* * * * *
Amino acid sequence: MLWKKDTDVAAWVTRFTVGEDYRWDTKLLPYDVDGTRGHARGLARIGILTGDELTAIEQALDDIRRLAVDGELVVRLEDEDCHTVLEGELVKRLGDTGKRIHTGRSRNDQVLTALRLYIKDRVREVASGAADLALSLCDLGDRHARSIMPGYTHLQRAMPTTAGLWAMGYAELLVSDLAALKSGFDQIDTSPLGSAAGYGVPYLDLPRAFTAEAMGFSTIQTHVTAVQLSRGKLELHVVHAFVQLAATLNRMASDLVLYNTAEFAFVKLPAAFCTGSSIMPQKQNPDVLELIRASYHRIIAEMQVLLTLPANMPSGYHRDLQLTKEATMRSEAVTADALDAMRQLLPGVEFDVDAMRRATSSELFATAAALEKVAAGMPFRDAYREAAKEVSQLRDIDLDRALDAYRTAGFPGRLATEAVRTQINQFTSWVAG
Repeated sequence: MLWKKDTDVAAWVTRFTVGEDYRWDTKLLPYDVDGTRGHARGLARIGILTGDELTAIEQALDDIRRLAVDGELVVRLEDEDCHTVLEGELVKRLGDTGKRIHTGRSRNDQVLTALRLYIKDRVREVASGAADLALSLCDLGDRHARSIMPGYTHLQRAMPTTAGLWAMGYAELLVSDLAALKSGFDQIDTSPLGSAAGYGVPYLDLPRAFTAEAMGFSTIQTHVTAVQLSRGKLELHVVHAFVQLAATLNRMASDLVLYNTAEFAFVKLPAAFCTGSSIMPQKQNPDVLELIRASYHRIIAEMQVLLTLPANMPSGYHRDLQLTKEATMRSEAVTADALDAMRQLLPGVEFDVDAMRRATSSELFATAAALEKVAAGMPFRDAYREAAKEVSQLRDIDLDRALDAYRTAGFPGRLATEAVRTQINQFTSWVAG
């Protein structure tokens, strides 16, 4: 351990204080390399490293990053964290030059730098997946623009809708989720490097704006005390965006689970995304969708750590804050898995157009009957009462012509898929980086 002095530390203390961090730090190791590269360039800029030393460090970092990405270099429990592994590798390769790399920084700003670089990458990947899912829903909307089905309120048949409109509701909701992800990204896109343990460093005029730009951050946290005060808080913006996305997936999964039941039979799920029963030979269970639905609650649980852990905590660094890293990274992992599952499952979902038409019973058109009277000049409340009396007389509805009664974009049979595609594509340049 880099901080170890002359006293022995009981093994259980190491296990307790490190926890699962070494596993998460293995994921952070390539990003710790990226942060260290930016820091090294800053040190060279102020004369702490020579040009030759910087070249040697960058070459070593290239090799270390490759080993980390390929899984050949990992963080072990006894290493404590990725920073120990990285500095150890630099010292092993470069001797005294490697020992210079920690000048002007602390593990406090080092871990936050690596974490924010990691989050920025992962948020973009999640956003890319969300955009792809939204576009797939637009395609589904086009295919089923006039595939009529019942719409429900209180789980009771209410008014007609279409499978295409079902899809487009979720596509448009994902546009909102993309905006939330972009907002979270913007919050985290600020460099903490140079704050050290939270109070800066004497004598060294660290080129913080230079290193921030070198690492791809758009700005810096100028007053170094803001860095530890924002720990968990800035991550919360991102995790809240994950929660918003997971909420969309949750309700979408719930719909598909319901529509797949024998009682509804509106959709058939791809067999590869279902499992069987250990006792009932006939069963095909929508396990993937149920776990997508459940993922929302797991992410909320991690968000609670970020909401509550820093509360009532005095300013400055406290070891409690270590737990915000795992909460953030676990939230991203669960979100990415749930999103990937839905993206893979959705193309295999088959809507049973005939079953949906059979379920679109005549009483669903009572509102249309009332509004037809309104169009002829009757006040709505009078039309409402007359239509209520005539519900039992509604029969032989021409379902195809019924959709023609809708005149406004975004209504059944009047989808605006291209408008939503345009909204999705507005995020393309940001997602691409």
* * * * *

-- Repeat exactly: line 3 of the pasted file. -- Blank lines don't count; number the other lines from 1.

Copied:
């Protein structure tokens, strides 16, 4: 351990204080390399490293990053964290030059730098997946623009809708989720490097704006005390965006689970995304969708750590804050898995157009009957009462012509898929980086 002095530390203390961090730090190791590269360039800029030393460090970092990405270099429990592994590798390769790399920084700003670089990458990947899912829903909307089905309120048949409109509701909701992800990204896109343990460093005029730009951050946290005060808080913006996305997936999964039941039979799920029963030979269970639905609650649980852990905590660094890293990274992992599952499952979902038409019973058109009277000049409340009396007389509805009664974009049979595609594509340049 880099901080170890002359006293022995009981093994259980190491296990307790490190926890699962070494596993998460293995994921952070390539990003710790990226942060260290930016820091090294800053040190060279102020004369702490020579040009030759910087070249040697960058070459070593290239090799270390490759080993980390390929899984050949990992963080072990006894290493404590990725920073120990990285500095150890630099010292092993470069001797005294490697020992210079920690000048002007602390593990406090080092871990936050690596974490924010990691989050920025992962948020973009999640956003890319969300955009792809939204576009797939637009395609589904086009295919089923006039595939009529019942719409429900209180789980009771209410008014007609279409499978295409079902899809487009979720596509448009994902546009909102993309905006939330972009907002979270913007919050985290600020460099903490140079704050050290939270109070800066004497004598060294660290080129913080230079290193921030070198690492791809758009700005810096100028007053170094803001860095530890924002720990968990800035991550919360991102995790809240994950929660918003997971909420969309949750309700979408719930719909598909319901529509797949024998009682509804509106959709058939791809067999590869279902499992069987250990006792009932006939069963095909929508396990993937149920776990997508459940993922929302797991992410909320991690968000609670970020909401509550820093509360009532005095300013400055406290070891409690270590737990915000795992909460953030676990939230991203669960979100990415749930999103990937839905993206893979959705193309295999088959809507049973005939079953949906059979379920679109005549009483669903009572509102249309009332509004037809309104169009002829009757006040709505009078039309409402007359239509209520005539519900039992509604029969032989021409379902195809019924959709023609809708005149406004975004209504059944009047989808605006291209408008939503345009909204999705507005995020393309940001997602691409």